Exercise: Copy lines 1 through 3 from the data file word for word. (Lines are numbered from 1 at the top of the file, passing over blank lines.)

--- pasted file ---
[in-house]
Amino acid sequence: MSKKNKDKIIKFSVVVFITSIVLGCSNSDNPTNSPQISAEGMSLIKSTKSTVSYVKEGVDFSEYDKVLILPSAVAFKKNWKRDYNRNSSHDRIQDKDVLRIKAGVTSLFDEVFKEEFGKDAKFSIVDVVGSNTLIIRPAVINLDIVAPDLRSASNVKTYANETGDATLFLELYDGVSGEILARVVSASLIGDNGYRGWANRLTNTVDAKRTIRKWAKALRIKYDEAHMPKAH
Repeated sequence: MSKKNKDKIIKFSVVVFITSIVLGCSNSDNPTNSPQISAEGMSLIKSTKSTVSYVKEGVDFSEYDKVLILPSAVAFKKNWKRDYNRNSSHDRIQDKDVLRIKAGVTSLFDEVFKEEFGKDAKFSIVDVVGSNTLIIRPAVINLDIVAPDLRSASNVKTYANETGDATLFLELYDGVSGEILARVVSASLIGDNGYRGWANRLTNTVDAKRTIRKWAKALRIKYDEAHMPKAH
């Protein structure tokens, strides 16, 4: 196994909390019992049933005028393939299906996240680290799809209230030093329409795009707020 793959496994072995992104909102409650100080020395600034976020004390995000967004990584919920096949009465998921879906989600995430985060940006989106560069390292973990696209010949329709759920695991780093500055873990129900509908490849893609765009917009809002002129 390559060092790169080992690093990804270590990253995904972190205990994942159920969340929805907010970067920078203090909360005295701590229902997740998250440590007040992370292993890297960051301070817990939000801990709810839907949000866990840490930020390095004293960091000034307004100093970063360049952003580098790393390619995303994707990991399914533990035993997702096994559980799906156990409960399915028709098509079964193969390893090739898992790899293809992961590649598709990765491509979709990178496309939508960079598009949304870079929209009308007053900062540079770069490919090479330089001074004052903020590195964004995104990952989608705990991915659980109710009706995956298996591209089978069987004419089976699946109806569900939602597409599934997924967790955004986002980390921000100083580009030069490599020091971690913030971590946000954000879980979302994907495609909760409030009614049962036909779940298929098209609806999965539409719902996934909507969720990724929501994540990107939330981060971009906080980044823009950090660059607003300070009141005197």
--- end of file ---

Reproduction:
[in-house]
Amino acid sequence: MSKKNKDKIIKFSVVVFITSIVLGCSNSDNPTNSPQISAEGMSLIKSTKSTVSYVKEGVDFSEYDKVLILPSAVAFKKNWKRDYNRNSSHDRIQDKDVLRIKAGVTSLFDEVFKEEFGKDAKFSIVDVVGSNTLIIRPAVINLDIVAPDLRSASNVKTYANETGDATLFLELYDGVSGEILARVVSASLIGDNGYRGWANRLTNTVDAKRTIRKWAKALRIKYDEAHMPKAH
Repeated sequence: MSKKNKDKIIKFSVVVFITSIVLGCSNSDNPTNSPQISAEGMSLIKSTKSTVSYVKEGVDFSEYDKVLILPSAVAFKKNWKRDYNRNSSHDRIQDKDVLRIKAGVTSLFDEVFKEEFGKDAKFSIVDVVGSNTLIIRPAVINLDIVAPDLRSASNVKTYANETGDATLFLELYDGVSGEILARVVSASLIGDNGYRGWANRLTNTVDAKRTIRKWAKALRIKYDEAHMPKAH